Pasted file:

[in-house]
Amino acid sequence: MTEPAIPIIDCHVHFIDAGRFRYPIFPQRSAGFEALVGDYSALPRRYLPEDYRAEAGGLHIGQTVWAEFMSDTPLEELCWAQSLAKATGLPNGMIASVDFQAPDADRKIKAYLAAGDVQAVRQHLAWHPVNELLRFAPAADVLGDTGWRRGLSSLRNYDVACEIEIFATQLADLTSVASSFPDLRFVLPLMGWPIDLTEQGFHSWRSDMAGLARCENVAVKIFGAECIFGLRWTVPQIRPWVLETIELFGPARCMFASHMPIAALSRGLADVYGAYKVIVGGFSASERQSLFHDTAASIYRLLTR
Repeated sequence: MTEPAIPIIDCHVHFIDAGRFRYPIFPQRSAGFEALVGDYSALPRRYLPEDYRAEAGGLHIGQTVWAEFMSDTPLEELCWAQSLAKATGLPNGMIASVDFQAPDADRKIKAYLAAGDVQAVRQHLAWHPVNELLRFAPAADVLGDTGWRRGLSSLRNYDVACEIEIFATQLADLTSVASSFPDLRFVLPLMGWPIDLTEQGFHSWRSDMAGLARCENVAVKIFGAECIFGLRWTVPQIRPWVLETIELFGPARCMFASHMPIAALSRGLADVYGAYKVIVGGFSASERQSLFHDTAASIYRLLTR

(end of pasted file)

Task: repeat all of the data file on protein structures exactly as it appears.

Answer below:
[in-house]
Amino acid sequence: MTEPAIPIIDCHVHFIDAGRFRYPIFPQRSAGFEALVGDYSALPRRYLPEDYRAEAGGLHIGQTVWAEFMSDTPLEELCWAQSLAKATGLPNGMIASVDFQAPDADRKIKAYLAAGDVQAVRQHLAWHPVNELLRFAPAADVLGDTGWRRGLSSLRNYDVACEIEIFATQLADLTSVASSFPDLRFVLPLMGWPIDLTEQGFHSWRSDMAGLARCENVAVKIFGAECIFGLRWTVPQIRPWVLETIELFGPARCMFASHMPIAALSRGLADVYGAYKVIVGGFSASERQSLFHDTAASIYRLLTR
Repeated sequence: MTEPAIPIIDCHVHFIDAGRFRYPIFPQRSAGFEALVGDYSALPRRYLPEDYRAEAGGLHIGQTVWAEFMSDTPLEELCWAQSLAKATGLPNGMIASVDFQAPDADRKIKAYLAAGDVQAVRQHLAWHPVNELLRFAPAADVLGDTGWRRGLSSLRNYDVACEIEIFATQLADLTSVASSFPDLRFVLPLMGWPIDLTEQGFHSWRSDMAGLARCENVAVKIFGAECIFGLRWTVPQIRPWVLETIELFGPARCMFASHMPIAALSRGLADVYGAYKVIVGGFSASERQSLFHDTAASIYRLLTR